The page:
The mighty Maratha Confederacy was brought to its knees due to disunity and intense infighting. After Shivaji passed away, the ambitions of individual leaders caused irreparable damage to the Maratha cause, even at the apex of Maratha glory. This led to fundamental weakness in Maratha polity and economy. The Maratha chiefs fought each other for power and petty jealousies, while the scions of the Peshwa and the Chhatrapati families indulged in kin-slaying and other conspiracies. This was indeed the kind of chaotic situation that the British used to their advantage in India. Today we look at an episode where Pune and Nagpur were razed in succession by opposing Maratha factions, in alliance with Hyderabad, their mortal foe.
The Maratha cities of Pune and Nagpur already had dark pasts. Nagpur, an important city of the Gond kingdoms, had seen several bloody wars of succession. Raghoji Bhosale, a Maratha chief and the governor of Berar, mediated multiple rounds of conflicts between two warring Gond princes. He had also been slowly claiming parts of the Gond kingdom as arbitration fees. The conflict finally ended when Raghoji marched into Nagpur and seized power in 1743. Raghoji Bhosale’s energetic rule and encouragement of immigration made Nagpur a major city.
Pune city also had a violent history. It was the fiefdom of Maloji Bhosale (the grandfather of Chhatrapati Shivaji) who served the Ahmednagar Sultanate. The Bhosales of Nagpur were distantly related to these Bhosales of Pune. In 1630 Pune was plundered, razed and the land thoroughly ploughed by a Maratha general of the Bijapur Sultanate. In 1637, Maloji Bhosale’s son Shahaji entered the service of the Sultan of Bijapur and got back the wasteland that was once his home. Shahaji rebuilt Pune and soon it became a thriving city again. By the 1710s, the Peshwas who were based in Pune made it the capital city.
Following the Maratha defeat in the 3rd Battle of Panipat in 1761, the surviving chieftains tried to recoup lost power and wrest control over the confederacy. The Nagpur Bhosales had been campaigning elsewhere and did not get decimated at Panipat. The new Peshwa was the young but brilliant Madhavrao. His uncle Raghunathrao was also capable, but he lusted for the Peshwa office. Tensions began to rise, and civil war was brewing. The Nizam of Hyderabad, great foe of the Marathas, used this situation to invade the Maratha heartland with a massive army. Within weeks the Nizam’s forces reached Pune. The Maratha chiefs came together at this point and the Nizam was defeated. However, the wily Nizam soon roped in Nagpur’s current ruler, Janoji Bhosale. Janoji had succeeded Raghoji Bhosale in 1755, after prevailing over his brother Madhoji. However, the Peshwa had pried off some of Janoji’s lands and bestowed them to Madhoji. This had made Janoji Bhosale very resentful.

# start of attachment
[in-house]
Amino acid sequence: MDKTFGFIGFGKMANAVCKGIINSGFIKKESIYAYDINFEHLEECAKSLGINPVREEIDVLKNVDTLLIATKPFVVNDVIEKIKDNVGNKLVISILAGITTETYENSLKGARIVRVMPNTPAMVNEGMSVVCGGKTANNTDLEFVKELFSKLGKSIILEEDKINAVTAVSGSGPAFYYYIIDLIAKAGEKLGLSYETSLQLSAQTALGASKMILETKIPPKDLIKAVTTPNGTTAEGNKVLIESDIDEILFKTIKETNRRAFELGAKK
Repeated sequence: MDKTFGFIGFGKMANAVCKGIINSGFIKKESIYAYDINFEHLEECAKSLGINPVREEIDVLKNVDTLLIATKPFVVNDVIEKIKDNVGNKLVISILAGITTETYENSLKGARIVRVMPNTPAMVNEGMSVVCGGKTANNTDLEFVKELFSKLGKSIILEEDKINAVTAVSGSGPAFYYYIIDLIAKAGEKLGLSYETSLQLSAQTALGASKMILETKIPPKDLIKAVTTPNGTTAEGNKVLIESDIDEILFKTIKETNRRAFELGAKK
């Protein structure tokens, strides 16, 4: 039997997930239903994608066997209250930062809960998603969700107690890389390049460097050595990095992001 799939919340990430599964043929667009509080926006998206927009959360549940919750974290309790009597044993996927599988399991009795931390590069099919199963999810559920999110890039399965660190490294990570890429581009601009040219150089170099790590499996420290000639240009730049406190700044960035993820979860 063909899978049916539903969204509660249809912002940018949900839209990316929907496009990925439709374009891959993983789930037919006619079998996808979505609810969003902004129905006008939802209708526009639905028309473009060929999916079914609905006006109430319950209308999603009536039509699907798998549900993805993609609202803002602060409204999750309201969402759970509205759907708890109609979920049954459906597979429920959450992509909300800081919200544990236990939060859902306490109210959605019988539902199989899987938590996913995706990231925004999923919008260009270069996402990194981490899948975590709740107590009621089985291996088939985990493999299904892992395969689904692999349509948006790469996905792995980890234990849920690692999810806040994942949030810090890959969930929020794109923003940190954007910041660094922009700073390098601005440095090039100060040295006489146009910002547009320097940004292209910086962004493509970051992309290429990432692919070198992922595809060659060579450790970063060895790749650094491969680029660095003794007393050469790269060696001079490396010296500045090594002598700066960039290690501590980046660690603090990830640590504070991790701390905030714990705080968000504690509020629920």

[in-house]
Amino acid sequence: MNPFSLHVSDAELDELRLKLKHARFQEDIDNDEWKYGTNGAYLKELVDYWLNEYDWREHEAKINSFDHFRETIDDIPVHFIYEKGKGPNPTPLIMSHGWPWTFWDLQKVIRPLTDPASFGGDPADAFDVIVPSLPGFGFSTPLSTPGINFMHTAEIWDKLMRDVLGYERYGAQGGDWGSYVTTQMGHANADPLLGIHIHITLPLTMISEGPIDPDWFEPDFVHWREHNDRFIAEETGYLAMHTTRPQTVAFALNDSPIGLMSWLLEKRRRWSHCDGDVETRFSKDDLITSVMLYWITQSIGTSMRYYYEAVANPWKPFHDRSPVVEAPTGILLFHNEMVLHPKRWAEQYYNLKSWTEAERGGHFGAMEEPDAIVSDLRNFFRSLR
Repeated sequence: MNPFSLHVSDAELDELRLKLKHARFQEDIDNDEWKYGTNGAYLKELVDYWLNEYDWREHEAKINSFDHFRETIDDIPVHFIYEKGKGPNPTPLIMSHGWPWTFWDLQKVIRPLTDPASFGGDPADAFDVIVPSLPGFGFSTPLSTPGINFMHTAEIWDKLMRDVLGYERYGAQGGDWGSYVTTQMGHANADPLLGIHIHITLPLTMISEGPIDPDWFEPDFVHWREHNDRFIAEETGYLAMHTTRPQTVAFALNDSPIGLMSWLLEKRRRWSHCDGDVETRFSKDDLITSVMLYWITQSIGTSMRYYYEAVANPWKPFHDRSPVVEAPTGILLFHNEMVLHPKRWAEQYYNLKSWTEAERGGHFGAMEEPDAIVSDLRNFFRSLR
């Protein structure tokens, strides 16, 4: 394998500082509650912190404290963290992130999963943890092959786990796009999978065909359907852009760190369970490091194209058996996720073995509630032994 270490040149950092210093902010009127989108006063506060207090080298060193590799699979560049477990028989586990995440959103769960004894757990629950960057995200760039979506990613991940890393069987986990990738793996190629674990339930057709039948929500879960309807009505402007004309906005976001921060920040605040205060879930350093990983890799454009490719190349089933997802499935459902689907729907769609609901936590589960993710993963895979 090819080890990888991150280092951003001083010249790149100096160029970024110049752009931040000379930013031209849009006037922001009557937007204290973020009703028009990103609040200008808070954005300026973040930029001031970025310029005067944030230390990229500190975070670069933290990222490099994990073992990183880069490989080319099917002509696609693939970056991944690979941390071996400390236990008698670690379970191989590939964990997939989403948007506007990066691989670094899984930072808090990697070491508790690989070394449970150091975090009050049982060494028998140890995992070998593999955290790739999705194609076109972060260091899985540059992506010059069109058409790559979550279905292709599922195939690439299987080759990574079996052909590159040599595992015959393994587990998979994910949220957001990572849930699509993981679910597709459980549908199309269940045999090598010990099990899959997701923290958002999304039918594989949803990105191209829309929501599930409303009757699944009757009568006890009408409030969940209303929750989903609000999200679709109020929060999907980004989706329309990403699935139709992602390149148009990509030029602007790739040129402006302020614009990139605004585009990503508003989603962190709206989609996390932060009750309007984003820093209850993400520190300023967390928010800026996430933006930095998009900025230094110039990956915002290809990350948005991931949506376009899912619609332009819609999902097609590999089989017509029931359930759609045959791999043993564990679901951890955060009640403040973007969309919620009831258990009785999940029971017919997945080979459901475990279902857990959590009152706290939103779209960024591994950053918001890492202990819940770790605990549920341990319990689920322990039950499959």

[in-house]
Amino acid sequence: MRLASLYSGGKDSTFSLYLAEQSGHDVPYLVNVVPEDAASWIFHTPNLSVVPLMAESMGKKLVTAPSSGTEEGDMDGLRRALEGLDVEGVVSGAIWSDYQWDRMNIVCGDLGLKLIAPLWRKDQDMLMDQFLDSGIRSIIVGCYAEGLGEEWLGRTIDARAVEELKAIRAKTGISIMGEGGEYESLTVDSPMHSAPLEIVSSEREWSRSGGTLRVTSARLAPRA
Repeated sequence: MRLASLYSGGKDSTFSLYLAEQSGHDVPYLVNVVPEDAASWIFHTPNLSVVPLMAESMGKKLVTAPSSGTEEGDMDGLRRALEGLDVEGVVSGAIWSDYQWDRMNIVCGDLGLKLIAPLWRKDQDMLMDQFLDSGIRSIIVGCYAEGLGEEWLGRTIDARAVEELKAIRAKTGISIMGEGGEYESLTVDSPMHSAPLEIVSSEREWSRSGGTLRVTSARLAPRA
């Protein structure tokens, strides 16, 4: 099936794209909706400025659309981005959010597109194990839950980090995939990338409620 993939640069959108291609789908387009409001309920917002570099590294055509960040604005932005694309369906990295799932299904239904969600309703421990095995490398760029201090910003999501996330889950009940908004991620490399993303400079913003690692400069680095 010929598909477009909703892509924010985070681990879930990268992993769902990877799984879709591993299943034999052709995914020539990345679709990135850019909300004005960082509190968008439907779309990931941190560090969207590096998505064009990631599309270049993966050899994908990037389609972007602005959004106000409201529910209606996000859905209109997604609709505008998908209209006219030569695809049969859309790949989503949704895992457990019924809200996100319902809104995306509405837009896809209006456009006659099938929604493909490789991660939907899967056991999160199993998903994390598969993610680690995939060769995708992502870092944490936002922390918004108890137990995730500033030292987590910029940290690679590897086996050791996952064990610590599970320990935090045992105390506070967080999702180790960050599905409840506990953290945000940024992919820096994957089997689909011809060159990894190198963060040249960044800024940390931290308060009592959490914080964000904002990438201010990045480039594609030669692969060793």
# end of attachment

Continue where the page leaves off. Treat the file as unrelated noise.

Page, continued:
In 1763, the Nizam and Janoji Bhosale invaded the Peshwa’s lands. Their combined forces sacked and burnt Pune in a swift campaign. The frantic Maratha chiefs promised the Janoji Bhosale great riches if he turned against the Nizam. Janoji agreed and his army fell upon his unsuspecting allies. The Nizam’s forces fled suffering heavy losses. Peshwa Madhavrao kept his word and offered rich prizes to Janoji, but the Peshwa secretly resolved to punish Janoji for burning down Pune. Moreover, Janoji openly favored the Peshwa’s uncle and rival, Raghunathrao.
The Peshwa got his chance soon. In 1768, Janoji attempted to raise Raghunathrao to the office of the Peshwa. Peshwa Madhavrao quickly imprisoned his uncle and marched into Nagpur. He decided to pay back Janoji in his own coin. The Peshwa invited the Nizam, the last victim of Janoji’s treachery, to join the expedition against Janoji Bhosale. The Nizam was only happy to oblige and sent his forces to aid the Peshwa. Janoji fled Nagpur, leaving the city undefended. The destruction of Pune by Janoji was avenged when the Peshwa’s and Nizam’s armies plundered and burned Nagpur. Soon, the humbled Janoji accepted the Peshwa’s suzerainty in return for amnesty.
This episode is representative of Indian rulers’ short-sightedness and the chaotic scramble for power in the 18th-19th centuries. Pune and Nagpur rebounded in time – and even these events pale in comparison to later Maratha misfortunes. However, the point is that these city destructions happened right after the great catastrophe at Panipat – which was clearly due to errors stemming from disunity and hubris. This was the kind of chaos that was quickly utilized by the British, who were united and driven by singular purpose. It might be harsh to judge such events with using the luxury of hindsight; nevertheless, this episode perhaps shows that shared ethnicity or caste or faith is not enough bind together various groups to create a nation. Perhaps there are other ingredients that are required to forge a unity that overpowers base instincts.
PS: This is my article in DNA published on February 24, 2019. Here’s the link to the original article.